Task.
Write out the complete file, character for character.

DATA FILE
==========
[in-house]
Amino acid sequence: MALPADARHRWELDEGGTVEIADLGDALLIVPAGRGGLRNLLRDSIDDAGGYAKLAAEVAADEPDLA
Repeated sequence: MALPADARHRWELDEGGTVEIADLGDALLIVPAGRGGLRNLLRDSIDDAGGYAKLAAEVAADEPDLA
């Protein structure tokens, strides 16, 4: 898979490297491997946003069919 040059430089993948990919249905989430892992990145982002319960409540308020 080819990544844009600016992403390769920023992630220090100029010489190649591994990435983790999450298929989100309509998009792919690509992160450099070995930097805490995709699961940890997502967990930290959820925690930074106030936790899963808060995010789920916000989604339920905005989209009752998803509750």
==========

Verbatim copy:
[in-house]
Amino acid sequence: MALPADARHRWELDEGGTVEIADLGDALLIVPAGRGGLRNLLRDSIDDAGGYAKLAAEVAADEPDLA
Repeated sequence: MALPADARHRWELDEGGTVEIADLGDALLIVPAGRGGLRNLLRDSIDDAGGYAKLAAEVAADEPDLA
């Protein structure tokens, strides 16, 4: 898979490297491997946003069919 040059430089993948990919249905989430892992990145982002319960409540308020 080819990544844009600016992403390769920023992630220090100029010489190649591994990435983790999450298929989100309509998009792919690509992160450099070995930097805490995709699961940890997502967990930290959820925690930074106030936790899963808060995010789920916000989604339920905005989209009752998803509750």